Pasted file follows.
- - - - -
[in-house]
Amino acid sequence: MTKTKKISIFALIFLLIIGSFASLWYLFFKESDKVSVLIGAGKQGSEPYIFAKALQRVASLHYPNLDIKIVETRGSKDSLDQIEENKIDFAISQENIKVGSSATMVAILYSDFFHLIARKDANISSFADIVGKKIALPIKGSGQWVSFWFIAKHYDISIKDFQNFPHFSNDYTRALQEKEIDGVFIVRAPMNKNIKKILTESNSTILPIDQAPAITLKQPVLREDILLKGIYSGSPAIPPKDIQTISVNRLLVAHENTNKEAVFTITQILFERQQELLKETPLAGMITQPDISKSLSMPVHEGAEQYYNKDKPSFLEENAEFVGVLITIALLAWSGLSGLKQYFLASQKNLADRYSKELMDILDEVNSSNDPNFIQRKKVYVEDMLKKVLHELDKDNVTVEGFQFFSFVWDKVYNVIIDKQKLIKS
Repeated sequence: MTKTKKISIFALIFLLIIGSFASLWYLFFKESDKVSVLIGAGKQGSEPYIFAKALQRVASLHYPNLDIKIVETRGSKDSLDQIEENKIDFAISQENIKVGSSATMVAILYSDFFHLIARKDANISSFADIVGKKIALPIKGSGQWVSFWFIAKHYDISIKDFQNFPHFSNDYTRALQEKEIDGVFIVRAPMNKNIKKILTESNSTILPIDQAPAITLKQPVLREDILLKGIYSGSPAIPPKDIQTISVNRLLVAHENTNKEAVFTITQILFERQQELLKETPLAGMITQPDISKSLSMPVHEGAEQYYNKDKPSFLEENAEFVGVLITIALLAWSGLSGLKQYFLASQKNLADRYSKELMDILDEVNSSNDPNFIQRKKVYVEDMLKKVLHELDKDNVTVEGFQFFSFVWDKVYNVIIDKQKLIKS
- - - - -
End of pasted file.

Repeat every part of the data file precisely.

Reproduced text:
[in-house]
Amino acid sequence: MTKTKKISIFALIFLLIIGSFASLWYLFFKESDKVSVLIGAGKQGSEPYIFAKALQRVASLHYPNLDIKIVETRGSKDSLDQIEENKIDFAISQENIKVGSSATMVAILYSDFFHLIARKDANISSFADIVGKKIALPIKGSGQWVSFWFIAKHYDISIKDFQNFPHFSNDYTRALQEKEIDGVFIVRAPMNKNIKKILTESNSTILPIDQAPAITLKQPVLREDILLKGIYSGSPAIPPKDIQTISVNRLLVAHENTNKEAVFTITQILFERQQELLKETPLAGMITQPDISKSLSMPVHEGAEQYYNKDKPSFLEENAEFVGVLITIALLAWSGLSGLKQYFLASQKNLADRYSKELMDILDEVNSSNDPNFIQRKKVYVEDMLKKVLHELDKDNVTVEGFQFFSFVWDKVYNVIIDKQKLIKS
Repeated sequence: MTKTKKISIFALIFLLIIGSFASLWYLFFKESDKVSVLIGAGKQGSEPYIFAKALQRVASLHYPNLDIKIVETRGSKDSLDQIEENKIDFAISQENIKVGSSATMVAILYSDFFHLIARKDANISSFADIVGKKIALPIKGSGQWVSFWFIAKHYDISIKDFQNFPHFSNDYTRALQEKEIDGVFIVRAPMNKNIKKILTESNSTILPIDQAPAITLKQPVLREDILLKGIYSGSPAIPPKDIQTISVNRLLVAHENTNKEAVFTITQILFERQQELLKETPLAGMITQPDISKSLSMPVHEGAEQYYNKDKPSFLEENAEFVGVLITIALLAWSGLSGLKQYFLASQKNLADRYSKELMDILDEVNSSNDPNFIQRKKVYVEDMLKKVLHELDKDNVTVEGFQFFSFVWDKVYNVIIDKQKLIKS